Growing up in Littlehampton my nan's house faced a bus stop where some buses carried intriguing detination board for 'Devil's Dyke'. It seemed an impossibly romantic place but sadly well beyond our financial resources in the 1960s to visit! So I never made that bus trip which in the summer would have been on an open topped bus.
Later I discovered that Devil's Dyke also once had a railway running to it. This was even more tantalising. In the 70s I finally got to visit the Dyke, following the old railway up into the Downs after alighting at Aldrington Halt.
There were remains of the route throughout, once I got out of the suburban part. The Dyke itself was a bleak place, even on a summer's day, devoid of people or anything else apart from the farm that barred entry to the still existing Dyke station platform.
Delving into the history of the railway and the Dyke gave a fascinating insight into just how different Edwardian Sussex had been! For the Dyke Railway brought visitors up from Brighton and beyond to a whole range of attractions set hundreds of feet above the glittering coastline to the south.
The railway was opened on 1 September 1887' leaving the Portsmouth-Brighton line at what later became Aldrington Halt, climbing through the suburbs and on to the Downs. This was the only railway to climb the South Downs properly, other routes to the west tunneling through them instead. The route was approximately 3.5 miles long with an average gradient of 1 in 45.
The line's glory years were in Edwardian times (1901 to 1910), the First World War followed by an increase in motoring (no doubt including the precursor to that 31 bus that went past my nan's!) affected railway numbers, with the line closing completely on 31 December 1938.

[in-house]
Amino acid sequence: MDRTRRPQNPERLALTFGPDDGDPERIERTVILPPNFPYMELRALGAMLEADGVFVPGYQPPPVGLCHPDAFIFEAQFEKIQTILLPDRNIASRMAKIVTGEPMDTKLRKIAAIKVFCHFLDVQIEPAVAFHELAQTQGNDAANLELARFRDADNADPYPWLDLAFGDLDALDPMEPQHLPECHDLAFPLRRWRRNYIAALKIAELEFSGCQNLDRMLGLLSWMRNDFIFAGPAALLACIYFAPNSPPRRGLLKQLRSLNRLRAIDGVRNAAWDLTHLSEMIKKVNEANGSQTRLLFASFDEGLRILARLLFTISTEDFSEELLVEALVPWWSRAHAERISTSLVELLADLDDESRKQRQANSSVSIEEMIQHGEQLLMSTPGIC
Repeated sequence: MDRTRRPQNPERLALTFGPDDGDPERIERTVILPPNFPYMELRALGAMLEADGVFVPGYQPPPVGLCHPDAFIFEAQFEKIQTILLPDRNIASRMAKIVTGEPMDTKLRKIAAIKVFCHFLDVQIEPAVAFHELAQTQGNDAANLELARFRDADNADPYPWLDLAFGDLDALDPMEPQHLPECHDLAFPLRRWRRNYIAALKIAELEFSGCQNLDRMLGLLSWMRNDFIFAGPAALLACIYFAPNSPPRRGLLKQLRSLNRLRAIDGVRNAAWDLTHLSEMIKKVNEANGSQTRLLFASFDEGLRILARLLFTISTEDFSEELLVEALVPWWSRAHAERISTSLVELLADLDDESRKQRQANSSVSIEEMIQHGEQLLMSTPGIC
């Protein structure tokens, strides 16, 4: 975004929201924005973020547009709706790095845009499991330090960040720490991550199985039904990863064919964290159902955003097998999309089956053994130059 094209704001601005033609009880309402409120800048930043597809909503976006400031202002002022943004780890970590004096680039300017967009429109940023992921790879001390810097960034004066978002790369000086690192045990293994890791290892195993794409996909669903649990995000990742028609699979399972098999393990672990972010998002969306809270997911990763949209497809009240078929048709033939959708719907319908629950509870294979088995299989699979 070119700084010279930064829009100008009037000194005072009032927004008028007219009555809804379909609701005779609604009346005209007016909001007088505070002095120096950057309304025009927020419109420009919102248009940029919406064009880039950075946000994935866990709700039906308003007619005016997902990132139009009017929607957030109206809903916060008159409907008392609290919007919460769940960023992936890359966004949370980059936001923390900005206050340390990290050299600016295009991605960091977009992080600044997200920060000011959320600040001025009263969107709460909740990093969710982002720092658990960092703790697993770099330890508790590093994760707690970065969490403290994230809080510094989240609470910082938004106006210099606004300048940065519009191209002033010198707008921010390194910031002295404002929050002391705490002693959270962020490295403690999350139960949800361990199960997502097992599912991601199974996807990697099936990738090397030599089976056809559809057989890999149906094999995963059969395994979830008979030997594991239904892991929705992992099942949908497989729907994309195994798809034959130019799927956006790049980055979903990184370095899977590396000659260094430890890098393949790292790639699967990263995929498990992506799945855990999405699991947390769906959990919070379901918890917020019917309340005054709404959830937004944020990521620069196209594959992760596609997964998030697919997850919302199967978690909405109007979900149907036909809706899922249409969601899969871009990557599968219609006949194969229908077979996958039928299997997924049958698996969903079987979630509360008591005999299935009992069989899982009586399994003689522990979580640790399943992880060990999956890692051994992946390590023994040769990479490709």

As well as the railway there were two other unusual transport attractions at the top. There was a funicular railway down to Poynings which was 840 feet long with a gauge of 3 feet. It was called the Steep Grade Railway. This line opened on 24 July 1897. This was the only inland funicular passenger line in Sussex. It didn't last long, closing around ten years later.
There were many attractions at the Dyke including a hotel, amusements and a switchback railway (roller coaster). Many speculate that the Steep Grade Railway was closed because it was siphoning off trade from the Dyke's attractions to shops and pubs down in Poynings.
Another rail-like attraction was the Aerial Cableway, which spanned the Dyke itself. It was designed and built by William Brewer in 1894, it was made from 1,200 feet of cable, suspended 230 feet above the valley floor on cast metal supports.
It had two cars, each carrying just four passengers, which were pulled across the Dyke by a cable worked by an oil engine.
Like the Steep Grade Railway its popularity was short-lived, opening on the 13th October 1894 and carrying its last passengers around 1909.
The Dyke Railway is an unusual example of a railway that depended purely on an ephemeral, once fashionable, desire for entertainment in strange places from our ancestors. The whole set up burned brightly for a few decades before all returning to dust and the normal bleak beauty of the high South Downs.